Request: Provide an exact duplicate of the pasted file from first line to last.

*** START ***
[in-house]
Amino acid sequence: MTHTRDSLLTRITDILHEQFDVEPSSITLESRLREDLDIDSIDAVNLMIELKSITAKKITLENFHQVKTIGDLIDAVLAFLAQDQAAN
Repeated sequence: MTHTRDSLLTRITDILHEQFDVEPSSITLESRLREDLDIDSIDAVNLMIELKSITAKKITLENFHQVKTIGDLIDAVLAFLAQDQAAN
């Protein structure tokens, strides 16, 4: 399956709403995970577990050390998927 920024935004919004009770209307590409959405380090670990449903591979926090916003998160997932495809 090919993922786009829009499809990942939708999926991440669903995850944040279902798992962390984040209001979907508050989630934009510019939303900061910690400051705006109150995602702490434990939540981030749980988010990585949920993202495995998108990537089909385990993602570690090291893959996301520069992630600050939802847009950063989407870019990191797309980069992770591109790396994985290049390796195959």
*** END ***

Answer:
[in-house]
Amino acid sequence: MTHTRDSLLTRITDILHEQFDVEPSSITLESRLREDLDIDSIDAVNLMIELKSITAKKITLENFHQVKTIGDLIDAVLAFLAQDQAAN
Repeated sequence: MTHTRDSLLTRITDILHEQFDVEPSSITLESRLREDLDIDSIDAVNLMIELKSITAKKITLENFHQVKTIGDLIDAVLAFLAQDQAAN
């Protein structure tokens, strides 16, 4: 399956709403995970577990050390998927 920024935004919004009770209307590409959405380090670990449903591979926090916003998160997932495809 090919993922786009829009499809990942939708999926991440669903995850944040279902798992962390984040209001979907508050989630934009510019939303900061910690400051705006109150995602702490434990939540981030749980988010990585949920993202495995998108990537089909385990993602570690090291893959996301520069992630600050939802847009950063989407870019990191797309980069992770591109790396994985290049390796195959």